by Guennadi Maslov
It was not graffiti as we think of it. Rather very short phrases reminiscent of the party slogans:
WORK WHERE — ON EARTH. VEK-VAK. EATING IS TOXIC.
YOU ARE NOT THE EARTH AND COULD NOT BE IT. LENIN MEANS MITASOV.
In a rather orderly manner, the words were written with solid white oil paint on the countless red brick walls of the City of Kharkiv. Everybody knew who wrote them — a quaint, burly, local madman Mitasov. Aware of the threat of another visit to a psychiatric ward he would do it mostly secretly. Later he would deny everything but periodically ended up promptly arrested, beaten, and transferred to ‘Durdom’ the Psychiatric Hospital No36. But it was 1986, and the times were changing. The KGB and head-shrinkers were no longer interested in Mitasov the Madman. The communal workers were no longer paid to erase his philosophical logos. General Secretary Gorbachev was successfully completing the destruction of one of the most curious political formations in history — Planet USSR was on its last legs.
There was nothing very special about the City of Kharkiv with its 1.7 million inhabitants. Perhaps, just the fact that it was the fourth largest city of the Soviet Union, a hub of heavy industry, scientific research, and the epicenter of a large area in Eastern Ukraine which arguably could be named the largest ethnic melting pot of the whole empire. Practically everyone was a mix of something, with the most common blend consisting of Ukrainian, Russian and Jewish ingredients, at times complemented by sprinklings of Tartar, Polish, and Greek.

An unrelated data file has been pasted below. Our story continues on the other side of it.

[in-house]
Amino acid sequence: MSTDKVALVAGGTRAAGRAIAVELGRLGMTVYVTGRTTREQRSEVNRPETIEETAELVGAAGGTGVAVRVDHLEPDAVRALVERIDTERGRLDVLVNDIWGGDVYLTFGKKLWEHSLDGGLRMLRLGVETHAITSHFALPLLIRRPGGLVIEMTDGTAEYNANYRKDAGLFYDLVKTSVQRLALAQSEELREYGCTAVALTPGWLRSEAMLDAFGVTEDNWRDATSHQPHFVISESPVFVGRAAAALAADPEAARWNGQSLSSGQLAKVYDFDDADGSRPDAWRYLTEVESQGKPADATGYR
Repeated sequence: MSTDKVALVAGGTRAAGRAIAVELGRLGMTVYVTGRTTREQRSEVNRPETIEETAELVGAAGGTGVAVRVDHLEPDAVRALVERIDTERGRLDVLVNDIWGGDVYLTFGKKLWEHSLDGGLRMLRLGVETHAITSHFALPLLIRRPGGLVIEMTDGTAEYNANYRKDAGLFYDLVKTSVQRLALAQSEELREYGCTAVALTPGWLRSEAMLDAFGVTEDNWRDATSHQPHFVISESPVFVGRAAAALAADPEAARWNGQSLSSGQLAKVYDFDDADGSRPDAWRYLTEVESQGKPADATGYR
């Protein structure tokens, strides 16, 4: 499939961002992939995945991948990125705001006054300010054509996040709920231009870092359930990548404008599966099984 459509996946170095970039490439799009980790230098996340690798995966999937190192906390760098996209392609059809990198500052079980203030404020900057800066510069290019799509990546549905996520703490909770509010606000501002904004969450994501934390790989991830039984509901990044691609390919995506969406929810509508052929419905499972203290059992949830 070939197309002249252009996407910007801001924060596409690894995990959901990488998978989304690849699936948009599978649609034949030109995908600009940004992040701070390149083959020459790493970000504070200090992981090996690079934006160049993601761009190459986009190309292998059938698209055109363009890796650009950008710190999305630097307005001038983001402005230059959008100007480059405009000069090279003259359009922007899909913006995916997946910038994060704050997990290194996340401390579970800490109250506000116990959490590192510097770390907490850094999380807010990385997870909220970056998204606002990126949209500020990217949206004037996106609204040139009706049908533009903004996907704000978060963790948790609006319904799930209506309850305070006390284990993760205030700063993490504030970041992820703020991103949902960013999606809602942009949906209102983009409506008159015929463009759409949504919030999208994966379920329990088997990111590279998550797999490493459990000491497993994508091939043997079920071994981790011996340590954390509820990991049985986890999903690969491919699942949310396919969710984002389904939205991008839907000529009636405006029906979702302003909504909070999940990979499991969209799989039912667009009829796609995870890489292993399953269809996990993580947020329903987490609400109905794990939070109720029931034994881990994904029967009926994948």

There was, however, something that even further distinguished the big grey city — it seemed to be a monumental incarnation of THE city of the late Soviet period. Photographers like to notice things. Kharkiv photographers noticed Kharkiv.
The process started in the early 1970s and lasted well into the ’90s. By now it has become customary to talk about the Kharkiv Photography School as a strong cultural phenomenon of those years. Seemingly out of nowhere there appeared a couple of dozens of fine art photographers who refused to follow the unwritten rules and seek the establishment’s approval of their art.
Photography in a totalitarian state is anything but unpredictable. Strange parallels can easily be found between the ways art photography evolved in so obviously different countries as fascist Germany, the socialist Soviet Union, and imperial Japan. The 20th-century regimes were fond of encouraging the photographic activities of the masses. But only up to a point — the point when the camera stops being a tool of the non-critical, optimistic depiction of reality and turns into a channel of skepticism and uncontrolled self-expression.